Consumer credit defaults continue to fall says report

But levels are still higher than a year ago

Consumer credit defaults continue to fall says report

The stronger economy and labor market is helping to reduce defaults on consumer credit despite a rise in interest rates.

A new report based on data from June shows that the S&P/Experian Consumer Credit Default Indices’ composite rate was down 3 basis points from a month earlier to a reading of 0.86%.

The first mortgage default rate was down 3 basis points to 0.63% while the auto loan default rate was unchanged at 0.93%. The bank card default rate was down 13 basis points to 3.71%.  

The favorable economic conditions consumers enjoyed in the last few years are confirmed by more than the current low levels of consumer credit default rates," says David M. Blitzer, Managing Director and Chairman of the Index Committee at S&P Dow Jones Indices. "Unemployment was falling to 4% or lower, inflation barely crept up after touching zero in 2015, and real (inflation adjusted) earnings rose as wages outpaced inflation. The ratio of household debt service to disposable income stayed close to the lowest levels in three decades.”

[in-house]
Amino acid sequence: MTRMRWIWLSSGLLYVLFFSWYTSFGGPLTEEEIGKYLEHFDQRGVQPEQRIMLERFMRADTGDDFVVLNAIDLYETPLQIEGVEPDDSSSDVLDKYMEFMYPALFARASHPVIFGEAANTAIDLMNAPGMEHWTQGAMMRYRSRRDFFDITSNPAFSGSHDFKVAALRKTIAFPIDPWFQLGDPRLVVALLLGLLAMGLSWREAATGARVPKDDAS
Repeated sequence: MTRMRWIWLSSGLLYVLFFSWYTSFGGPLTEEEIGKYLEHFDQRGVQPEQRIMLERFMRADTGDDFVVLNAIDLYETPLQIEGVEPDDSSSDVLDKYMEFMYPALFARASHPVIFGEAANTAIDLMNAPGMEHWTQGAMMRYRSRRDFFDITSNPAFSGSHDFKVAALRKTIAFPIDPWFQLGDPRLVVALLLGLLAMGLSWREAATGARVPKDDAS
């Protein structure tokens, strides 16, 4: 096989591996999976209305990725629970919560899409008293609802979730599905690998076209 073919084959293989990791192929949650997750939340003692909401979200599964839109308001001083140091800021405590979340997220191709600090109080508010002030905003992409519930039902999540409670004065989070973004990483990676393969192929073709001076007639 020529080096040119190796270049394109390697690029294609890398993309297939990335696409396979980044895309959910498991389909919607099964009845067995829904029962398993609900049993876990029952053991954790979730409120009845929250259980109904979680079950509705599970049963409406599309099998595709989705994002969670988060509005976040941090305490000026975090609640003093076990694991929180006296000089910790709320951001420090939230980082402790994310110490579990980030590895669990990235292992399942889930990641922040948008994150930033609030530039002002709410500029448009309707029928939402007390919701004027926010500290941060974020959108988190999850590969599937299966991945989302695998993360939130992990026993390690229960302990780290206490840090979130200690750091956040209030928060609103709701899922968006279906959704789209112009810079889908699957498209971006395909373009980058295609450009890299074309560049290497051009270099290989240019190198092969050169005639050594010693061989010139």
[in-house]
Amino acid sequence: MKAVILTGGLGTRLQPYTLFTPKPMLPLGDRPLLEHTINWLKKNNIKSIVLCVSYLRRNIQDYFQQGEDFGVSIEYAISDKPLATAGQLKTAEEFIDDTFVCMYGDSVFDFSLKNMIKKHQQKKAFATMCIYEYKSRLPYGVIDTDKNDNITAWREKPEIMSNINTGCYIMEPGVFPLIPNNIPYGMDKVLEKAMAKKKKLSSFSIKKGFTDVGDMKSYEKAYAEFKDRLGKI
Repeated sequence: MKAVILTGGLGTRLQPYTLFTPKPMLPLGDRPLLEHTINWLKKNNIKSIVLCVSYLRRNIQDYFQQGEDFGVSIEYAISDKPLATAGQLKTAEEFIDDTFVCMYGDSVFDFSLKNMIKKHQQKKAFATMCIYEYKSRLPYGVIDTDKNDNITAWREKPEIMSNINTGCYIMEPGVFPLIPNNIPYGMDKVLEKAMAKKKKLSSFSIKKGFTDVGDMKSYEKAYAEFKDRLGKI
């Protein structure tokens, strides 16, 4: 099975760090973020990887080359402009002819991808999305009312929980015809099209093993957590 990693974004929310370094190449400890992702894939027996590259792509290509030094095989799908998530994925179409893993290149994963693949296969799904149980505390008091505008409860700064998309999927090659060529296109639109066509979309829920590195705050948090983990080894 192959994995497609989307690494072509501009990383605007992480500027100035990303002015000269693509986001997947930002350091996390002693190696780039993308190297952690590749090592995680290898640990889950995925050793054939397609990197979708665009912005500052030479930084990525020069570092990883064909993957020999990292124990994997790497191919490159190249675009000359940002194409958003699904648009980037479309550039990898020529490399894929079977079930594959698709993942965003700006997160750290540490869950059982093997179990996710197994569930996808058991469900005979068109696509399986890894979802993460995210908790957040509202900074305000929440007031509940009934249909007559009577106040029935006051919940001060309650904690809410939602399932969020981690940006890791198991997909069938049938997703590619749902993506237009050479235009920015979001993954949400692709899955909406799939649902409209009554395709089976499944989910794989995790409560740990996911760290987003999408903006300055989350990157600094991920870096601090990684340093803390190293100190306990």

What’s happening in the big 5 cities?
The credit default rate improved in three of the five major cities with Miami falling 47 basis points to 2.30%.

The default rate for New York fell four basis points to 0.88% and for Chicago it fell two basis points to 0.86%.

Los Angeles and Dallas both showed higher default rates; Los Angeles was three basis points higher in June at 0.65%, and Dallas was four basis points higher at 0.84%.